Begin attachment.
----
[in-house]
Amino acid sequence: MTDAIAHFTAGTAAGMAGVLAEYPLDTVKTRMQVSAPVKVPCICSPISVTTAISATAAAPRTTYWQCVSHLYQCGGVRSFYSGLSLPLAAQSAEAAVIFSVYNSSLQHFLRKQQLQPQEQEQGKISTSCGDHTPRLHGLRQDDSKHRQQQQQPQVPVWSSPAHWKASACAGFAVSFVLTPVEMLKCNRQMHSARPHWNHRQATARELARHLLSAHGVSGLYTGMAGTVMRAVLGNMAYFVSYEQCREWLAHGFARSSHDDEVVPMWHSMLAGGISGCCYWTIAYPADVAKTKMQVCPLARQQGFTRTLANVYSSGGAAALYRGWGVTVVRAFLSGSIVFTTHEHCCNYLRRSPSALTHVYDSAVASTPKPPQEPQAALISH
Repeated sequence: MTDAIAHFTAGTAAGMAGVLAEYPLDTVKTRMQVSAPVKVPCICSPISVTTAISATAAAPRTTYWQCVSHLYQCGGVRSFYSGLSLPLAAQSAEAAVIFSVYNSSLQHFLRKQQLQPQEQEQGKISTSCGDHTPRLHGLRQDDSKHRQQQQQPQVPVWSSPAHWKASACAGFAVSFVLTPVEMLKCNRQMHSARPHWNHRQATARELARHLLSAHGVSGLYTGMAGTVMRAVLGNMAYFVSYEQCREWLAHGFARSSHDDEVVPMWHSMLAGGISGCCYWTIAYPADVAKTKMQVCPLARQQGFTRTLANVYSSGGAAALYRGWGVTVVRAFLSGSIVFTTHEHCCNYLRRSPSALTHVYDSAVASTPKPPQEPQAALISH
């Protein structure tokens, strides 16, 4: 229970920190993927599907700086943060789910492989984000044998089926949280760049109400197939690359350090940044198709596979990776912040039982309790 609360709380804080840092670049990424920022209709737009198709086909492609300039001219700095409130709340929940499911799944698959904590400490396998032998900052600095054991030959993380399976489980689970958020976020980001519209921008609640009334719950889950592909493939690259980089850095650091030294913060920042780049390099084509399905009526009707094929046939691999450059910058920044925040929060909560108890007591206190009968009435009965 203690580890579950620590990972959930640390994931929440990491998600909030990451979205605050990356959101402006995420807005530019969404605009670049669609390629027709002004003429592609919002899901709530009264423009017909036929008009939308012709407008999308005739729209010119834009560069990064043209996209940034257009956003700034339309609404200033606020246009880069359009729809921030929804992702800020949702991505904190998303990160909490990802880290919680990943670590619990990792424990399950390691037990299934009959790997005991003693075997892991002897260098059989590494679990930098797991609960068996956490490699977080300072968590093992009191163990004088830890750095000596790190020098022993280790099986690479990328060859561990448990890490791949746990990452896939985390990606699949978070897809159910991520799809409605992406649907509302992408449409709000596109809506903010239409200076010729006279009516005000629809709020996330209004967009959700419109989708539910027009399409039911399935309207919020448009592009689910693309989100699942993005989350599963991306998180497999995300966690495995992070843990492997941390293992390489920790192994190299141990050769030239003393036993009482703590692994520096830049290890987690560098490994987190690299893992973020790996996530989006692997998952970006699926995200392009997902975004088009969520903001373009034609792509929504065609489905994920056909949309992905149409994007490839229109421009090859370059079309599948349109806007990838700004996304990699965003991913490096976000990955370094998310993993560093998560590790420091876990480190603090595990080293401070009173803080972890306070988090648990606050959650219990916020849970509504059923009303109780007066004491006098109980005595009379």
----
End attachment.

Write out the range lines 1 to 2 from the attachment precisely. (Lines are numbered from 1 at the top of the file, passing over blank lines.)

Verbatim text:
[in-house]
Amino acid sequence: MTDAIAHFTAGTAAGMAGVLAEYPLDTVKTRMQVSAPVKVPCICSPISVTTAISATAAAPRTTYWQCVSHLYQCGGVRSFYSGLSLPLAAQSAEAAVIFSVYNSSLQHFLRKQQLQPQEQEQGKISTSCGDHTPRLHGLRQDDSKHRQQQQQPQVPVWSSPAHWKASACAGFAVSFVLTPVEMLKCNRQMHSARPHWNHRQATARELARHLLSAHGVSGLYTGMAGTVMRAVLGNMAYFVSYEQCREWLAHGFARSSHDDEVVPMWHSMLAGGISGCCYWTIAYPADVAKTKMQVCPLARQQGFTRTLANVYSSGGAAALYRGWGVTVVRAFLSGSIVFTTHEHCCNYLRRSPSALTHVYDSAVASTPKPPQEPQAALISH